Black Barons of Birmingham: The South's Greatest Negro League Team and Its Players

By Rosen, Joel Nathan | Nine, Fall 2010 | Go to article overview

Black Barons of Birmingham: The South's Greatest Negro League Team and Its Players


Rosen, Joel Nathan, Nine


Larry Powell. Black Barons of Birmingham: The South's Greatest Negro League Team and Its Players. Jefferson, NC: McFarland, 2009. 226 pp. Paper, $29.95.

Larry Powell's Black Barons of Birmingham is a curious work that offers some new ground for the continued study of the Negro leagues, but falls into the unfortunate trap of having no discernible audience in mind. Though the information is solid and the construction and planning of the text is interesting on its face--the oral history component of the work alone is quite compelling--the book itself fails to carve out its own niche within the broader discussion of Negro-league baseball.

The biggest challenge Powell faces is how relatively obscure and seemingly unremarkable many of the names are against the bigger picture. This is not to disparage once and former Barons. Anyone who played ball in the Jim Crow South under such conditions is certainly due his day in the sun. The problem is that while Powell seems determined to bring to light Barons from every era, the book is ultimately bogged down under the weight of the endless lists of players, many of whom had what would be described in Major League Baseball as a quick cup of coffee before they were released or otherwise faded into the background. Thus, while Powell, professor of communication studies at the University of Alabama at Birmingham, can take great liberties by adding Satchel Paige to the list of one-time Black Barons, offering a thorough and engaging portrait of this inimitable drawing card--beyond Willie Mays and perhaps a few other less popular names (i.e., Piper Davis, Jesse Mitchell, and Dan Bankhead)--there are not many prominent players to interest the general public. On the other hand, there is simply too little new information for researchers of African American baseball history.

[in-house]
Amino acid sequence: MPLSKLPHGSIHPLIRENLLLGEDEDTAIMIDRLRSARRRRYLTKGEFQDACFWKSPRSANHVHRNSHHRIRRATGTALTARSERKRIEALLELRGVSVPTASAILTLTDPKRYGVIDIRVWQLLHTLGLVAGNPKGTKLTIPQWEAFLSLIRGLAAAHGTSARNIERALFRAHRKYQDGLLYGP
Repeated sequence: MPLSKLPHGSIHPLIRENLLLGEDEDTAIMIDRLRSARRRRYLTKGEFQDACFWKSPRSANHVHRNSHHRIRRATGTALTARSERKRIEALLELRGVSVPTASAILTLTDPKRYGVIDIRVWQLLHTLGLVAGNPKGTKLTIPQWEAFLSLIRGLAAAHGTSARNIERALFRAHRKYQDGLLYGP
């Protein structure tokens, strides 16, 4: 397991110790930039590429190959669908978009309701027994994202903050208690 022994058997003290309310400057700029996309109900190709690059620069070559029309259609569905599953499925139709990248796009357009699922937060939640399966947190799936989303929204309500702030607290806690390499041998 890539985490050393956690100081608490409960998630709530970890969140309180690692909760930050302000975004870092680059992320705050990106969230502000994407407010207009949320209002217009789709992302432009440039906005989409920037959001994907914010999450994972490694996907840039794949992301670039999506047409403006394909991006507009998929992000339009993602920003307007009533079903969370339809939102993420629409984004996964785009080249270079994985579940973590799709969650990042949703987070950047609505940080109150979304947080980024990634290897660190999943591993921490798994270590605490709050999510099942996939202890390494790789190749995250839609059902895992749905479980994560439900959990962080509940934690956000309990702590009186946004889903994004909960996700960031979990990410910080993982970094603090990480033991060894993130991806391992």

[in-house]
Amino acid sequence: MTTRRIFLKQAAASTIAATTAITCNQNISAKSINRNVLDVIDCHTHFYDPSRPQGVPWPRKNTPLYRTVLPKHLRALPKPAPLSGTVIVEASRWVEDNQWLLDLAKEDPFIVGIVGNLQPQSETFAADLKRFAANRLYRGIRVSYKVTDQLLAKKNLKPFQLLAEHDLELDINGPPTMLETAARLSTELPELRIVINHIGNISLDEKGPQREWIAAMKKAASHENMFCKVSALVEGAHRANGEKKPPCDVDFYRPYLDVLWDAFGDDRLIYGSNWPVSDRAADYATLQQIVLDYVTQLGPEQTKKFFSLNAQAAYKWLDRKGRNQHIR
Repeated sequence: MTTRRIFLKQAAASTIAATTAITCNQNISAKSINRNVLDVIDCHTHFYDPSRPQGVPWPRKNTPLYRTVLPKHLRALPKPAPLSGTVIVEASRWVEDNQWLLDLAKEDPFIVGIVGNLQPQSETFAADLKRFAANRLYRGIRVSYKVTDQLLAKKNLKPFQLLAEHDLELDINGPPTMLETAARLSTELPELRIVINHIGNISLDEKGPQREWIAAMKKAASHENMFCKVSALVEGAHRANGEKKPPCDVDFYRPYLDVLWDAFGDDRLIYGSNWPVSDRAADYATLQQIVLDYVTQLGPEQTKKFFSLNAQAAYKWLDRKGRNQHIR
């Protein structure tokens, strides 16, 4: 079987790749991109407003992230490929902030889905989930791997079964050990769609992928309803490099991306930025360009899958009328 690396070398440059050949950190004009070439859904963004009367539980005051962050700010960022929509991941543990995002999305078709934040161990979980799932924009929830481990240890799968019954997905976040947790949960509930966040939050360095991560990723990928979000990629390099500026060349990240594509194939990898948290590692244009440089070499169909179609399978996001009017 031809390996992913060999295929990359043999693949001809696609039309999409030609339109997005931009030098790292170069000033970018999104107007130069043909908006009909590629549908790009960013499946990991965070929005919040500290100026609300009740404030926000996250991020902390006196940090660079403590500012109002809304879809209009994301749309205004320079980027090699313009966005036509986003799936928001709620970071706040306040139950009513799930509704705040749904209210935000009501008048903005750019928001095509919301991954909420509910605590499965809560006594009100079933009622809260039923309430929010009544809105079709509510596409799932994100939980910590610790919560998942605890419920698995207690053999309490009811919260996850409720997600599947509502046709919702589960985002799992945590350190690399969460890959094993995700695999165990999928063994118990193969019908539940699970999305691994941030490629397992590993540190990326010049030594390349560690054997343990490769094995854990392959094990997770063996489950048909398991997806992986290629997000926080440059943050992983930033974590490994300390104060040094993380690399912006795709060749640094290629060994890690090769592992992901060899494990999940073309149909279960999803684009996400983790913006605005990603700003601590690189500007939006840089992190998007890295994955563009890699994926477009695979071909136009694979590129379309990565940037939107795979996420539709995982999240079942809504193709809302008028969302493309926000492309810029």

That said, Powell's book contains some quite interesting elements. The introductory sections that contextualize each segment--Part I is organized by decade; Part II is organized thematically--are particularly engaging. …

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